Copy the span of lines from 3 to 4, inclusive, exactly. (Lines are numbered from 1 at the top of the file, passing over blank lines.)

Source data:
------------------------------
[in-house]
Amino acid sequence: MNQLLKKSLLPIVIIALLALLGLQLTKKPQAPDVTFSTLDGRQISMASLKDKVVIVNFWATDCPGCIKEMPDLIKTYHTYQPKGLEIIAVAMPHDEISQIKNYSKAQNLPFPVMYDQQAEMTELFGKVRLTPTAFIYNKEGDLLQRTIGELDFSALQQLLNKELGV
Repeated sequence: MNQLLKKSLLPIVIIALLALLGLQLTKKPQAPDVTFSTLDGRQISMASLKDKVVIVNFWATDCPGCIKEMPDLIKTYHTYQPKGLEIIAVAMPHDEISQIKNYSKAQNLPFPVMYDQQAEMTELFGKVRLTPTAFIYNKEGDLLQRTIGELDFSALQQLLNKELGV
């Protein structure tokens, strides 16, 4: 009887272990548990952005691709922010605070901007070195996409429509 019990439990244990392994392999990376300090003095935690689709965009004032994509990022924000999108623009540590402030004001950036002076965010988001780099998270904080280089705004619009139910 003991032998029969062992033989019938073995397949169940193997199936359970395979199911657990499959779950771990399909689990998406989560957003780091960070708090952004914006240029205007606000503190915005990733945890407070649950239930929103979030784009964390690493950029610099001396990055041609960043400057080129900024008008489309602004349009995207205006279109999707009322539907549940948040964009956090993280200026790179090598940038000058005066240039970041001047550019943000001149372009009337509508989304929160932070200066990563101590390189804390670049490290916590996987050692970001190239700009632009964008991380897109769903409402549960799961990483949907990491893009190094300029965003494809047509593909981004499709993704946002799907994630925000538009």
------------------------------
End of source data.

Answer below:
Repeated sequence: MNQLLKKSLLPIVIIALLALLGLQLTKKPQAPDVTFSTLDGRQISMASLKDKVVIVNFWATDCPGCIKEMPDLIKTYHTYQPKGLEIIAVAMPHDEISQIKNYSKAQNLPFPVMYDQQAEMTELFGKVRLTPTAFIYNKEGDLLQRTIGELDFSALQQLLNKELGV
């Protein structure tokens, strides 16, 4: 009887272990548990952005691709922010605070901007070195996409429509 019990439990244990392994392999990376300090003095935690689709965009004032994509990022924000999108623009540590402030004001950036002076965010988001780099998270904080280089705004619009139910 003991032998029969062992033989019938073995397949169940193997199936359970395979199911657990499959779950771990399909689990998406989560957003780091960070708090952004914006240029205007606000503190915005990733945890407070649950239930929103979030784009964390690493950029610099001396990055041609960043400057080129900024008008489309602004349009995207205006279109999707009322539907549940948040964009956090993280200026790179090598940038000058005066240039970041001047550019943000001149372009009337509508989304929160932070200066990563101590390189804390670049490290916590996987050692970001190239700009632009964008991380897109769903409402549960799961990483949907990491893009190094300029965003494809047509593909981004499709993704946002799907994630925000538009």